Every year along with our partners from Support Cambridgeshire we carry out a survey of Cambridgeshire charities and community groups, and every year this survey joins the list of surveys that land in peoples inboxes and flashes across their social media feeds. So why do we do it!
Guest blog from Mark Freeman the CCVS CEO and the question master.
Doing the annual survey was one of the first things that landed on my lap when I started at CCVS and it still seems to be there, but why do I bother. Here are my 5 reasons, they are specific to the work CCVS and Support Cambs does but are equally applicable for other charities and community groups.
- It helps us to develop our services.
As a member organisation dedicated to supporting charities and community groups it is essential that we are delivering what is needed. A big part of knowing what groups want is found out by asking them as part of the survey. These are Donald Rumsfeld’s ‘known unknows’, in other words those areas that groups identify where they need more training or support. If we aren’t delivering these services then we will not be seen as relevant and groups will go elsewhere for support.
- It is a perfect way to demonstrate need.
Funders want to know what the need is for the project you are asking them to fund. This is fare enough as they want to fund work that will solve a demonstrable issue. The survey gives us information on the needs of those we work with and allows us to develop new ways to meet those needs, it then gives us the evidence we need for the funders. Local intelligence is a real boon when answering the need question and fills in gaps that national research and information often leaves.
- It gives us invaluable insights.
As well as the support side of CCVSs work there is the championing and advocacy role we have for the wider charitable sector across Cambridgeshire. We want to be able to highlight what the sector does, how big it is and what might be stopping it making an even bigger difference. The survey gives us information on this and helps us to understand the ‘state of the sector’. When we are then talking about the sector we have facts and figures that help us make our point, combine this with stories and examples and we are able to build a stronger case and tell a clearer story.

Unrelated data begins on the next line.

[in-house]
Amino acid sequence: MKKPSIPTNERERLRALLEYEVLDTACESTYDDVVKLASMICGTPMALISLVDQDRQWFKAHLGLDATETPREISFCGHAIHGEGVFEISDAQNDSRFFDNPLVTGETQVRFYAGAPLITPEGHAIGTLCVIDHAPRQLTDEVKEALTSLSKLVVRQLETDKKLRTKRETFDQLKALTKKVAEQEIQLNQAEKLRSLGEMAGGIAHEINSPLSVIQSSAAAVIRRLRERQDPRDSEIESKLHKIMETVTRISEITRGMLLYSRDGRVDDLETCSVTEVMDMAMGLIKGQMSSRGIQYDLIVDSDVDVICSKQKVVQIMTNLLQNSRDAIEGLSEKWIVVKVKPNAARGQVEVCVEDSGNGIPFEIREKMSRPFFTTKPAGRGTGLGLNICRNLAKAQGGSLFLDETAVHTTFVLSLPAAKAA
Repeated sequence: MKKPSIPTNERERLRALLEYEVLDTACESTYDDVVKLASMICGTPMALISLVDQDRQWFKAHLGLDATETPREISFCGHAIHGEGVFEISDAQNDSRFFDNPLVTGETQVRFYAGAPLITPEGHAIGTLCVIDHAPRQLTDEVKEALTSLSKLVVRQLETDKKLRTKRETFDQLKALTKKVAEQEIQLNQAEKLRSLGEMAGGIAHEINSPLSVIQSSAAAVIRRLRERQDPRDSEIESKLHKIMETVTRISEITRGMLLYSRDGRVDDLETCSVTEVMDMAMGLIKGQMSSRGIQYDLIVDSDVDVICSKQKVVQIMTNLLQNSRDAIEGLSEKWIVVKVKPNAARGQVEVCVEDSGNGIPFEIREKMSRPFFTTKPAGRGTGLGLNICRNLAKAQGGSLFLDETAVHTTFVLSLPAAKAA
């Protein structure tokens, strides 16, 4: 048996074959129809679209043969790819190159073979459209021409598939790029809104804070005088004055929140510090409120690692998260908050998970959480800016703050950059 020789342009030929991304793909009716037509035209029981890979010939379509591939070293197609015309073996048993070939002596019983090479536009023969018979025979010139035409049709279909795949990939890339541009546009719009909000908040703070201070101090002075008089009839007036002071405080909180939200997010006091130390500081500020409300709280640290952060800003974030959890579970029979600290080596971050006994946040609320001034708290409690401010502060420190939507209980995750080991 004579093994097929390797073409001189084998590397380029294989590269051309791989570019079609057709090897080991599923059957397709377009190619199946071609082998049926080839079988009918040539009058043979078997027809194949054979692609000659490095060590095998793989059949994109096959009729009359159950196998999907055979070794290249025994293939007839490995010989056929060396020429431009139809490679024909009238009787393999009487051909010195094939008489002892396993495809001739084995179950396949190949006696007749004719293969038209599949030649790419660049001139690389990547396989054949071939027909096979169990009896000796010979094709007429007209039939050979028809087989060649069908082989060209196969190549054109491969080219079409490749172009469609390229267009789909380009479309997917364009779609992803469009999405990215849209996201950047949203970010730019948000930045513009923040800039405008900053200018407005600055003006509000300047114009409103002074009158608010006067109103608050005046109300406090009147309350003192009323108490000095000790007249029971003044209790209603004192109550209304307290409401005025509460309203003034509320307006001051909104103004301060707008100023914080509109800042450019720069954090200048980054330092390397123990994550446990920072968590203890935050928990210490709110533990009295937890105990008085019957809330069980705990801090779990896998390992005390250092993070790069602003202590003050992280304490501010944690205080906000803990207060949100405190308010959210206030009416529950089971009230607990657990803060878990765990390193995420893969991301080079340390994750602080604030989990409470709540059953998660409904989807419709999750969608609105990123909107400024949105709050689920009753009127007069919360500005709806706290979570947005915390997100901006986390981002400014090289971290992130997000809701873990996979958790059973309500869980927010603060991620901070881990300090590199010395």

- It gives us feedback on what we do.
We have to get people to fund us and this often means we have to demonstrate that we make a difference. For support organisations this is often difficult to measure and the survey allows us to collect valuable satisfaction data. It gives us an opportunity to (hopefully) shout about how well received our work is, it generates a number of nice recommendations and it shows that we are needed.
- It gets me through my ‘why do I bother’ patches.
OK, maybe it is only me that sometimes asks “why am I doing this”; as I write another report, try and balance another budget or try and fix the IT/phone/building problems that people seem to assume that I have an answer for.
We are really lucky that we get some fantastic comments about the team, and the work they do as part of the survey. Every so often I simply look back through these and it acts as my very own fast charger, a couple of minutes re-reading the comments gives me the energy and the enthusiasm to keep going. If we were a shiny tech company we would get these painted on office walls, or made into mouse mats or mugs, or written on the side of busses – but I don’t have time or a budget; simply reading them every so often will have to do for now!
The survey is a lot of work, it is a real team effort to try and get people to fill it in, but it gives us a valuable insight into the local charitable sector, it allows us to do our job better, and it helps with fundraising. I firmly believe that it is one of the most important pieces of work we do every year.
In return I will find some funding to get mugs and mouse mats made for the team.